I’ll be in Maine for a week starting Monday, with limited internet access, so this is my last post until next week. When I return, I hope to see lots of comments in response to this blog post!

I Demand Satisfaction! The Role of Nature in Job Satisfaction

Photo by Naomi Sachs

Not the dueling kind, but the kind that involves psychological well-being.

The next time you need a reason for investing in a garden, or windows that look out onto an interesting view, or even some indoor plants, you can cite this new study which has linked job satisfaction to views of live plants or windows:

Individuals working in spaces with live interior plants or window views have significantly higher levels of job satisfaction than people who work in spaces without live plants or windows: “Findings indicated that individuals who worked in offices with plants and windows reported that they felt better about their job and the work they performed. This study also provided evidence that those employees who worked in offices that had plants or windows reported higher overall quality-of-life scores.” Live plants in an office, even without the window views, lead to more positive psychological states.”

Andrea Dravigne, Tina Waliczek, R. Lineberger, and J. Zajicek. 2008. “The Effect of Live Plants and Window Views of Green Spaces on Employee Perceptions of Job Satisfaction.” HortScience, vol. 43, p. 279.

I found this study listed on Research Design Connections, an excellent resource for anyone in the design and healthcare fields.

This is the view out my office door, so I have no excuses for not loving my work!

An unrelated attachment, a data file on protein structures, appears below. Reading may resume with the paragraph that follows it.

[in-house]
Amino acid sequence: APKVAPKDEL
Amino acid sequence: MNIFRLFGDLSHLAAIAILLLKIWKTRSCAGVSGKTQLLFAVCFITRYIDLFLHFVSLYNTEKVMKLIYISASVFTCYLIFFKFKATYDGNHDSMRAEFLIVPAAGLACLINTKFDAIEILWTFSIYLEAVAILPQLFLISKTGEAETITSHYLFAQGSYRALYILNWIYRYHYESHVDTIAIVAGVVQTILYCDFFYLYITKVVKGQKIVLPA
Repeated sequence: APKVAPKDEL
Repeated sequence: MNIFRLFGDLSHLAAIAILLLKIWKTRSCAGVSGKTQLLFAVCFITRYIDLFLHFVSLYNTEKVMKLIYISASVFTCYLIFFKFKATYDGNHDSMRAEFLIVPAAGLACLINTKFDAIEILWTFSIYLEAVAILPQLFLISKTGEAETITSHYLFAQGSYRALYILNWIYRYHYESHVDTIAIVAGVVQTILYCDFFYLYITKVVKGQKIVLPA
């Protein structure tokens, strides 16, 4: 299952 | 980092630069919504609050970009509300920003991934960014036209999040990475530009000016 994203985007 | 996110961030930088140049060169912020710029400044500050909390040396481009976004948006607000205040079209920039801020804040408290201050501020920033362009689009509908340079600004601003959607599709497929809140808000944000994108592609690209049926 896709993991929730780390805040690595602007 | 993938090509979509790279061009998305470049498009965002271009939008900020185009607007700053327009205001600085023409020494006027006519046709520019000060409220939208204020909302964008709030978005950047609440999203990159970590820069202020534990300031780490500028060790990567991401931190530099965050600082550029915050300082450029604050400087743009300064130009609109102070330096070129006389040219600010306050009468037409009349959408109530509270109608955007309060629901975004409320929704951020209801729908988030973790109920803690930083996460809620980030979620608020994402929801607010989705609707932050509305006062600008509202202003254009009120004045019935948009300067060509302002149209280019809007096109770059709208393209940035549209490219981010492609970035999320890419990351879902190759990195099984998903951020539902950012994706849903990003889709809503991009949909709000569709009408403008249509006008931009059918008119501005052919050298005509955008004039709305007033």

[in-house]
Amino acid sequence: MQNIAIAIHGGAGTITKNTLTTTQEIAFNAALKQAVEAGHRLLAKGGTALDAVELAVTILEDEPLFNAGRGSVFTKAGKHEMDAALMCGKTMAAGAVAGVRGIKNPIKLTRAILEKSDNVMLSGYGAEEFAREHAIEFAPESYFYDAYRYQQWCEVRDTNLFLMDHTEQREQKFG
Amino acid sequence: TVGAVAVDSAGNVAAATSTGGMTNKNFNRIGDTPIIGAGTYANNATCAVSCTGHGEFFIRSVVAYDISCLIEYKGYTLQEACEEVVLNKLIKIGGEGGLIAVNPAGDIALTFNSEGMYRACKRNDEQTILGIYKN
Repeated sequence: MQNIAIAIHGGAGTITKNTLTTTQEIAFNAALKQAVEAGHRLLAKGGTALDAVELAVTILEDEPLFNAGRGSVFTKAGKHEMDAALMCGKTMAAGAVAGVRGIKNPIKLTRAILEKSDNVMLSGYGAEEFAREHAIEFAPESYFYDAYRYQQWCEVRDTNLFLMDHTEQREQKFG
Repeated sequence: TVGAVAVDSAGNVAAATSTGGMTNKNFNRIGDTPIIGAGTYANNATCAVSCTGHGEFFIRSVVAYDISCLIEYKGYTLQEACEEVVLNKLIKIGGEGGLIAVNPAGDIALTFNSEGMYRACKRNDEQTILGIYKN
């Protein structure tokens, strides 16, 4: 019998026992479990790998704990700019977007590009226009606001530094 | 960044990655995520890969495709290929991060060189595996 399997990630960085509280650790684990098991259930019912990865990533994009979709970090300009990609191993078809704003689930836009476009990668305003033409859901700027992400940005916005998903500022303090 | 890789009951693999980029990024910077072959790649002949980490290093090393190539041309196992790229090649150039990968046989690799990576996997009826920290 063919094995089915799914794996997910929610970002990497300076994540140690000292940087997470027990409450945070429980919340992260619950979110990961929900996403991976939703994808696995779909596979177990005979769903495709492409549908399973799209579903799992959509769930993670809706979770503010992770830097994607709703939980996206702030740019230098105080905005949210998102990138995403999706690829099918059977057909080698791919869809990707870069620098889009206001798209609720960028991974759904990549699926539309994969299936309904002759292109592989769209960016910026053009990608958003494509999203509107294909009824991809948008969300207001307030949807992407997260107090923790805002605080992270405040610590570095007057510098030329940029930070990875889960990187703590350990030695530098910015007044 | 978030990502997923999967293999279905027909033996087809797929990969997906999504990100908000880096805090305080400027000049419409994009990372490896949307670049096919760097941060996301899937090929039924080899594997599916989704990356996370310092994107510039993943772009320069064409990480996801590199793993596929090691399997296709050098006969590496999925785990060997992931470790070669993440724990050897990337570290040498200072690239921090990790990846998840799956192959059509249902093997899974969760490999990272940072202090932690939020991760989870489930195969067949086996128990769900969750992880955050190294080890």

Herbarium: Healing Garden and Horticultural Therapy in Santiago, Chile

One of the coolest things about running the Therapeutic Landscapes Database and Blog is hearing from people all over the world. Marie Arana-Urioste, HTR, emailed me recently from Santiago, Chile with information about the Herbarium, “a non profit organization and a therapeutic garden dedicated to Horticultural Therapy for all in need. We are the first (and only at the moment) HT Certificate dictated in Spanish and in Latin America. We work with people with disabilities using the garden and gardening as a tool. The Herbarium (since 1989) is  also a Herb Nursery, we grow organically.” Most of their website has been translated into English (and I’m linking directly to the English-translated site), but If you speak Spanish, click on the Spanish flag at the bottom of the menu. Sounds like a great model; if anyone out there knows of comparable places elsewhere in the world (including the U.S.), I’d love to list more.

Monday in the Park

What a day for a site visit! Stopped by Hope Lodge to see Henry Domke’s beautiful photographs installed, and to check out their terrace, visible from all inside public spaces, where they plan to install a healing garden. More research than ever now about the importance of views of nature – real and in images – for people’s well-being. I haven’t blogged about the new HERD (Health Environments Research & Design Journal) issue yet, but Henry has, in his awesome Healthcare Fine Art blog, where you can find all kinds of good information on Evidence-Based Design (EBD).

New York City was sweltering in the high 90s, but these alliums at Madison Square Garden looked as cool and perky as ever. I was amazed at how many people chose to be outside (in the shade, or playing under the fountain if you were lucky enough to be a kid in the playground) on such a brutal day. The park was packed. Just goes to show, especially in NYC where access to nature is limited, people will take it whenever they can.